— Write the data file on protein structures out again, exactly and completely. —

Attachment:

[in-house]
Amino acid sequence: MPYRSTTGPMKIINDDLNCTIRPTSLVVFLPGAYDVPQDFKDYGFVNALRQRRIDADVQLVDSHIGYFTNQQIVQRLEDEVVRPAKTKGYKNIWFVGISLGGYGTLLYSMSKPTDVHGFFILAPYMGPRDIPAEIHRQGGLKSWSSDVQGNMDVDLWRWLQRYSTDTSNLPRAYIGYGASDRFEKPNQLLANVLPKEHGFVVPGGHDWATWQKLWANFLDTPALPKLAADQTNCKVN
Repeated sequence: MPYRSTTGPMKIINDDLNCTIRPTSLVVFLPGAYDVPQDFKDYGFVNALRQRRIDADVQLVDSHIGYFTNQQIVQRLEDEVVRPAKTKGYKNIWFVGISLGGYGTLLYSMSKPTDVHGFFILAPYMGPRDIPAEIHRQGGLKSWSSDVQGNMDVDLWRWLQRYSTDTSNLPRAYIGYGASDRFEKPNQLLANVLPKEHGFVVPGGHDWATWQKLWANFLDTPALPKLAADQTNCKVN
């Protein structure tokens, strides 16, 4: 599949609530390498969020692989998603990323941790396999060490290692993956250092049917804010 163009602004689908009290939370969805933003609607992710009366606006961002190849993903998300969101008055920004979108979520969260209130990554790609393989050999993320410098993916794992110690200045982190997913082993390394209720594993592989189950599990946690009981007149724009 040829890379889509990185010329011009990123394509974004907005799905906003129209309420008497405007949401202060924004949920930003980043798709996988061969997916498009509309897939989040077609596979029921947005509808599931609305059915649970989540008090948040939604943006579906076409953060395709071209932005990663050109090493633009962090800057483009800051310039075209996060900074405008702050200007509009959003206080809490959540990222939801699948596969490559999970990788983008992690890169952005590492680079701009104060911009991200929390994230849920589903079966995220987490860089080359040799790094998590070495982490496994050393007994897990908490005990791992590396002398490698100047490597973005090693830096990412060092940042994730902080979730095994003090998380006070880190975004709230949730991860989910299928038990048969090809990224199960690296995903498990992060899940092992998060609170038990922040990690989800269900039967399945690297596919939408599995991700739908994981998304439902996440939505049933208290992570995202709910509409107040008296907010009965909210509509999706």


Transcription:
[in-house]
Amino acid sequence: MPYRSTTGPMKIINDDLNCTIRPTSLVVFLPGAYDVPQDFKDYGFVNALRQRRIDADVQLVDSHIGYFTNQQIVQRLEDEVVRPAKTKGYKNIWFVGISLGGYGTLLYSMSKPTDVHGFFILAPYMGPRDIPAEIHRQGGLKSWSSDVQGNMDVDLWRWLQRYSTDTSNLPRAYIGYGASDRFEKPNQLLANVLPKEHGFVVPGGHDWATWQKLWANFLDTPALPKLAADQTNCKVN
Repeated sequence: MPYRSTTGPMKIINDDLNCTIRPTSLVVFLPGAYDVPQDFKDYGFVNALRQRRIDADVQLVDSHIGYFTNQQIVQRLEDEVVRPAKTKGYKNIWFVGISLGGYGTLLYSMSKPTDVHGFFILAPYMGPRDIPAEIHRQGGLKSWSSDVQGNMDVDLWRWLQRYSTDTSNLPRAYIGYGASDRFEKPNQLLANVLPKEHGFVVPGGHDWATWQKLWANFLDTPALPKLAADQTNCKVN
């Protein structure tokens, strides 16, 4: 599949609530390498969020692989998603990323941790396999060490290692993956250092049917804010 163009602004689908009290939370969805933003609607992710009366606006961002190849993903998300969101008055920004979108979520969260209130990554790609393989050999993320410098993916794992110690200045982190997913082993390394209720594993592989189950599990946690009981007149724009 040829890379889509990185010329011009990123394509974004907005799905906003129209309420008497405007949401202060924004949920930003980043798709996988061969997916498009509309897939989040077609596979029921947005509808599931609305059915649970989540008090948040939604943006579906076409953060395709071209932005990663050109090493633009962090800057483009800051310039075209996060900074405008702050200007509009959003206080809490959540990222939801699948596969490559999970990788983008992690890169952005590492680079701009104060911009991200929390994230849920589903079966995220987490860089080359040799790094998590070495982490496994050393007994897990908490005990791992590396002398490698100047490597973005090693830096990412060092940042994730902080979730095994003090998380006070880190975004709230949730991860989910299928038990048969090809990224199960690296995903498990992060899940092992998060609170038990922040990690989800269900039967399945690297596919939408599995991700739908994981998304439902996440939505049933208290992570995202709910509409107040008296907010009965909210509509999706």